Amazon’s Kindle Fire has been nothing short of a monstrous success. The device ruled the web during the biggest shopping season of the year in 2011, and took a huge chunk of the overall tablet market despite being available for only six weeks (almost seven) before the calendar closed out. So just how much of the tablet market does Amazon own now? According to the research firm, iSuppli, around 14%.
Disrupting sales of Apple’s iPad has been no easy feat. Despite releases from nearly every major name in the business, Android manufacturers have struggled to put a dent in Apple’s market share thus far. For Amazon, it was a breeze. In the fourth quarter of 2011, Apple’s tablet market share slipped from 63% in the third quarter to 57%, while Amazon and the Kindle Fire managed to capture 14% in just over six weeks. Apple shipped 15.4 million iPads, while Amazon shipped 3.9 million Kindle Fires. Of course, shipments are not the same as sales, but the popularity of both devices would put those numbers as pretty accurate estimates.
So just how did Amazon do it? They have two key pieces to the puzzle that other Android manufacturers lack: a name consumers trust and the means to make up for any money lost on cheap hardware. Kindle is a recognizable name. Samsung’s Galaxy line of devices is also recognizable, but still nowhere near the level of the Kindle or iProducts. And manufacturers like Samsung can’t use devices like the Galaxy Tab to sell content for a profit like Amazon. They have to sell Galaxy Tabs for a premium because once it sells, Samsung is done making money on it. When consumers buy a Kindle Fire for $200, Amazon doesn’t start making money until users start buying books, music, movies and whatever else Amazon has available – which is usually as soon as the Kindle Fire is turned on.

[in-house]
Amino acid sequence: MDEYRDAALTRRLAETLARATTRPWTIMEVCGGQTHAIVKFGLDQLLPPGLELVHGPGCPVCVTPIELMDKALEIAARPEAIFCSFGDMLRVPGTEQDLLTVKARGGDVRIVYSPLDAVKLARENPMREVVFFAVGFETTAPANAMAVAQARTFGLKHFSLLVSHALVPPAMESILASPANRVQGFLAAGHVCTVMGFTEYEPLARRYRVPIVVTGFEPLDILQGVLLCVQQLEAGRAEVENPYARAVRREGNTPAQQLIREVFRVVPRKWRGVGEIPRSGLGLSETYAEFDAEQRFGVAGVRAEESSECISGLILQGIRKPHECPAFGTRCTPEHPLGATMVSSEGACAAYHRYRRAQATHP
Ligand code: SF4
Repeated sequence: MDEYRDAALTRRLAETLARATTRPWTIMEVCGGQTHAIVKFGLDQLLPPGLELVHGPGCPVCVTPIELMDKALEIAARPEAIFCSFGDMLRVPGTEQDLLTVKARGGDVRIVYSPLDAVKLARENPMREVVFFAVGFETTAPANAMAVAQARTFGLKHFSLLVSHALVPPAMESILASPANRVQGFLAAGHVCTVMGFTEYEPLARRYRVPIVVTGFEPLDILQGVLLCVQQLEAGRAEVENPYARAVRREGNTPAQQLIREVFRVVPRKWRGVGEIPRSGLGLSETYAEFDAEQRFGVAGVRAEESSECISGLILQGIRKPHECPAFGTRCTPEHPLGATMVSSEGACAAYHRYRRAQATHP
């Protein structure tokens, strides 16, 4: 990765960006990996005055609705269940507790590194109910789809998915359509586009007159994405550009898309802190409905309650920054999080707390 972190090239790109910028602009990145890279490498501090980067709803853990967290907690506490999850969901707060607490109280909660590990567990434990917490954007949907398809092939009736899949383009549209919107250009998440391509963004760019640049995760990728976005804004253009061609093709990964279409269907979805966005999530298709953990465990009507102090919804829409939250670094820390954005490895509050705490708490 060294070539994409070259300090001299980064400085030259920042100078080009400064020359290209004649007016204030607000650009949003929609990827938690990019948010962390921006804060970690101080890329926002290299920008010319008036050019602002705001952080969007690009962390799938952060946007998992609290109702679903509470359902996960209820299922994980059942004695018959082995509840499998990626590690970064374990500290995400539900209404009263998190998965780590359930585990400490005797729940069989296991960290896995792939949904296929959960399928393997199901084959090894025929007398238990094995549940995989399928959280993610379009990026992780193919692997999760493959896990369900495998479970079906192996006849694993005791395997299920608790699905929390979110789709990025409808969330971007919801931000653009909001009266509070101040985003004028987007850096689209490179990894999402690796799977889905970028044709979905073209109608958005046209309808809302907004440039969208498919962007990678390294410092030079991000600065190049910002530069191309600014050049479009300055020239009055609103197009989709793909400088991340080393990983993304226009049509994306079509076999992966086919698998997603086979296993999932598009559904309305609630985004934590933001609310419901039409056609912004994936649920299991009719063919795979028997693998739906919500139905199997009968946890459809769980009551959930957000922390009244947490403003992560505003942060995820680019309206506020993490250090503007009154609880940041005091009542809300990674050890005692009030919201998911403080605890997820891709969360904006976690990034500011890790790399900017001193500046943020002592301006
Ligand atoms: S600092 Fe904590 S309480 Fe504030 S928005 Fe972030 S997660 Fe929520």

As the iPad 3 nears release, and rumors of several different larger Kindle Fires in the pipeline continue to heat up (pun intended), it will be interesting to see how the tablet market changes this year. If I was a betting man, I’d definitely put money on Amazon’s success. 14% is only the beginning.